But without the old monorail in place, the architectural gesture would be meaningless. No matter. The monorailists wisely decided to wait until after the vote to make the call on a route that would link up to Fifth.

There was some talk before the vote of a route on Mercer and then south on Fifth Avenue North to Fifth, and another on Denny, north on Fifth North to Fifth; but they would have both skipped the EMP.

I suggested at the time that several tons of Spackle could take care of the gaping problem at EMP. But the route ended up crossing Seattle Center grounds so it could go through the museum, and the patch job wasn't necessary.

What a surprise! I mean, the route is kind of sacrilegious in an Olmstedian sense, and it has a series of clunky turns. But Seattle Center officials and citizen activists from Queen Anne have put on a happy face about the decision, and besides, it's not like Paul Allen gets special treatment from the city.

Now the latest news. The price tag from a single bidder has come in something like $300 million over the advertised price tag of $1.7 billion. The loophole has been closed that allowed Seattleites to get out of paying the car-tab tax by registering their vehicles outside of town, but the revenue is still coming in roughly a third less than originally estimated.

And topping it all off is the monorailists' plan to make up the higher cost and the tax loss by extending the car-tab fees through 2050 - and maybe longer.

Interestingly, some of that financing will come from sales of junk bonds. They're called that because the investment is riskier than normal, and that means relatively high interest rates of 7 or 8 percent are included.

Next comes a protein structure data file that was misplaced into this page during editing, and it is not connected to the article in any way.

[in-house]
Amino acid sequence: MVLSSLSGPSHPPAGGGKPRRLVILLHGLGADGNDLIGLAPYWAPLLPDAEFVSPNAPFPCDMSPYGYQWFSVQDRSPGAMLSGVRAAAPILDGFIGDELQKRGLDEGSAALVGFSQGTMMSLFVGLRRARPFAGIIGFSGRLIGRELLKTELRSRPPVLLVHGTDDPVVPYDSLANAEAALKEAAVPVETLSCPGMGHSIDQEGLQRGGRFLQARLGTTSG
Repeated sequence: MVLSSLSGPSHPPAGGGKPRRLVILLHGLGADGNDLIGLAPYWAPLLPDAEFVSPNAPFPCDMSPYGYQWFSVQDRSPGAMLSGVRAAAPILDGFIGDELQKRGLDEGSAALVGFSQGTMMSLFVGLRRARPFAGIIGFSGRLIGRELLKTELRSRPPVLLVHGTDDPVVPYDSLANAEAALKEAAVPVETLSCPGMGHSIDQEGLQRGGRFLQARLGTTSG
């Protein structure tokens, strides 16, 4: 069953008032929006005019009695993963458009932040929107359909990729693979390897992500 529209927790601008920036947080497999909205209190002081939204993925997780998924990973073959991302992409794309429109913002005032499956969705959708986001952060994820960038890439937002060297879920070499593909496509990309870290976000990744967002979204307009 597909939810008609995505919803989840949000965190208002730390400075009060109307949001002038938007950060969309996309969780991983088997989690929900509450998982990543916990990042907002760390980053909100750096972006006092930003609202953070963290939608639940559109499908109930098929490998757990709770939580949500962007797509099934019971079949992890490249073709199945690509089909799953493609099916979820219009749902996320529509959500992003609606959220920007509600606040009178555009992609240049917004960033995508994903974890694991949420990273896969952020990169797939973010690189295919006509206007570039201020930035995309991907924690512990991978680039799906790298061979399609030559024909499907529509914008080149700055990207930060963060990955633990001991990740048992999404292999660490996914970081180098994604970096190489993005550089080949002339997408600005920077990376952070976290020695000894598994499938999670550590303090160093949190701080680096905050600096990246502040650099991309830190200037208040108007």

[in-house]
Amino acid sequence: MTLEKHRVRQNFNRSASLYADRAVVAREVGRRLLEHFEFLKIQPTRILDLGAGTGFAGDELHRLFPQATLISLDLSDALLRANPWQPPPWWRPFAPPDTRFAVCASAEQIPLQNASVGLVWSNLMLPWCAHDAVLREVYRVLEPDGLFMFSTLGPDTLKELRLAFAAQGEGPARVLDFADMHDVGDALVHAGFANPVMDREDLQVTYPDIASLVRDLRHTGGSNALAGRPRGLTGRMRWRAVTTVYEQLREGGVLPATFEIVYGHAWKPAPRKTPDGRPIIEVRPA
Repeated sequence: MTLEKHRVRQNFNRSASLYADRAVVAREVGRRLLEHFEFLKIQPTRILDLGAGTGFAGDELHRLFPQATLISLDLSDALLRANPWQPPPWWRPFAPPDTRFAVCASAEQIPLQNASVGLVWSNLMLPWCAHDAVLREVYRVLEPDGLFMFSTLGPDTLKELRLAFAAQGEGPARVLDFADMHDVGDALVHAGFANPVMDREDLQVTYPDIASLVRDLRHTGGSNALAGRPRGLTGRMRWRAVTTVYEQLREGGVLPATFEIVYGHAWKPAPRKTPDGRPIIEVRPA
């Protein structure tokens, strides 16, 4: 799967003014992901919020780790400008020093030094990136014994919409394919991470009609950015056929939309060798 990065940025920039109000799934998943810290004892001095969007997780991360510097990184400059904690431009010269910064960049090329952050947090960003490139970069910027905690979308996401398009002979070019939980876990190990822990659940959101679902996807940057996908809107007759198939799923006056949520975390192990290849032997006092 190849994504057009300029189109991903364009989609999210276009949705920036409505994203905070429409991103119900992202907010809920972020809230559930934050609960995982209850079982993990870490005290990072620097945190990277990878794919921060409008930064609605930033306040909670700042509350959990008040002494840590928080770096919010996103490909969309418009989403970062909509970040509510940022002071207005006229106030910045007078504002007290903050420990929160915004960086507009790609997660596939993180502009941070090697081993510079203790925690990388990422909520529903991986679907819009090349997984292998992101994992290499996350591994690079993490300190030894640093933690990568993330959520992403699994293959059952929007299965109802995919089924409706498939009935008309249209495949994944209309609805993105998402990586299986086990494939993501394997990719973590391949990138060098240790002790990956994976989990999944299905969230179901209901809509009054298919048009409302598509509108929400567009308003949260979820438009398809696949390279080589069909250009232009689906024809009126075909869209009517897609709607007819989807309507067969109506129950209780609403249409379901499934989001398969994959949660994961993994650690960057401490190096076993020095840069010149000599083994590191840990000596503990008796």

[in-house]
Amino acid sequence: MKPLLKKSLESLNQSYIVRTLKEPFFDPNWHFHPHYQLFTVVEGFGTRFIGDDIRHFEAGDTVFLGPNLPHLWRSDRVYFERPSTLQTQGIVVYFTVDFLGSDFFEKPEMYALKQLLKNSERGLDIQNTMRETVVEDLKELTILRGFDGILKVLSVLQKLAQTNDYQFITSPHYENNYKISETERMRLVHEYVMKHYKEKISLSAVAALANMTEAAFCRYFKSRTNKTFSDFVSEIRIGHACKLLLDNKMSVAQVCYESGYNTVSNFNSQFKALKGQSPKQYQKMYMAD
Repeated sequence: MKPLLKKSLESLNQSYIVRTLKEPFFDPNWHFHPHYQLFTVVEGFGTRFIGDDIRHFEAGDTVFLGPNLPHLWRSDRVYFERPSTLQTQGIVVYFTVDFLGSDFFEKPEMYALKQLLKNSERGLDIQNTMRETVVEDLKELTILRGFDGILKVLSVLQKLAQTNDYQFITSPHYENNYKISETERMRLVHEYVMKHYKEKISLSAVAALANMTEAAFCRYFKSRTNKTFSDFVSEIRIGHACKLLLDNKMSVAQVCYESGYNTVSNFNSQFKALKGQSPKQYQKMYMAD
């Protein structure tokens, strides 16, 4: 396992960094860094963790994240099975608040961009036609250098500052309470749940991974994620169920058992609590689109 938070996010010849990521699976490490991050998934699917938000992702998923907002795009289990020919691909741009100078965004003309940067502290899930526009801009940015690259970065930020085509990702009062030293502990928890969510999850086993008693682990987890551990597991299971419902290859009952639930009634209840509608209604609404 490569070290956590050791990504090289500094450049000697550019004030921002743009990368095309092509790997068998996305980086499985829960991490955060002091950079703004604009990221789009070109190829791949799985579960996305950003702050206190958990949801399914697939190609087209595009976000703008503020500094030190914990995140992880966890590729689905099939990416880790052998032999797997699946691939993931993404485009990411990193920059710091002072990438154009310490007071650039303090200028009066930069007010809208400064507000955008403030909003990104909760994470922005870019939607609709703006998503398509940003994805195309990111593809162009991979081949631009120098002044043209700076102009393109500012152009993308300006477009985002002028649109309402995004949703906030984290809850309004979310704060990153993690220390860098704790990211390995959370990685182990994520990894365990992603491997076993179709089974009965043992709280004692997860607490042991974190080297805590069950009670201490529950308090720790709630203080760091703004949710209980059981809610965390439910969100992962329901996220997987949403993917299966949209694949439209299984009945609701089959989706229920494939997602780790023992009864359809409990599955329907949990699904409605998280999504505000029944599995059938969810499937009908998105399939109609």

And showing the wonders of compound interest over a long period of time, the final price tag now comes in at a staggering $11 billion and change. Ouch!

Not to worry, though. Monorailists - who have always put on happy faces of their own - assure us in newspaper ads that the price tag to build the line is really just $1.615 billion. The other $400 million doesn't count because it will be used for other pesky purposes such as property acquisition.

And as for the $11 billion, that doesn't really count either. You see, the dollar will be worth a nickel in 45 years. Really.

Sure, state Treasurer Mike Murphy is freaking out about the huge amount of money the monorailists want to collect from a couple generations of taxpayers. But he's probably an alarmist elitist - a fuddy-duddy who just doesn't understand the allure of a modern trans-portation system that would let more people get out of the cars and SUVs they need to buy in in-creasing numbers to pay off the monorail bonds.

And sure, there's a possibility of calamitous cost overruns - if any other major transportation project in this country is an indication. But it's best not to think about that, and we don't have to worry anyway: the monorailists will take care of everything.

Just as soon as a city council that approved a transportation boondoggle for South Lake Union approves this one.

Staff reporter Russ Zabel can be reached at rzabel@nwlink.com or 461-1309.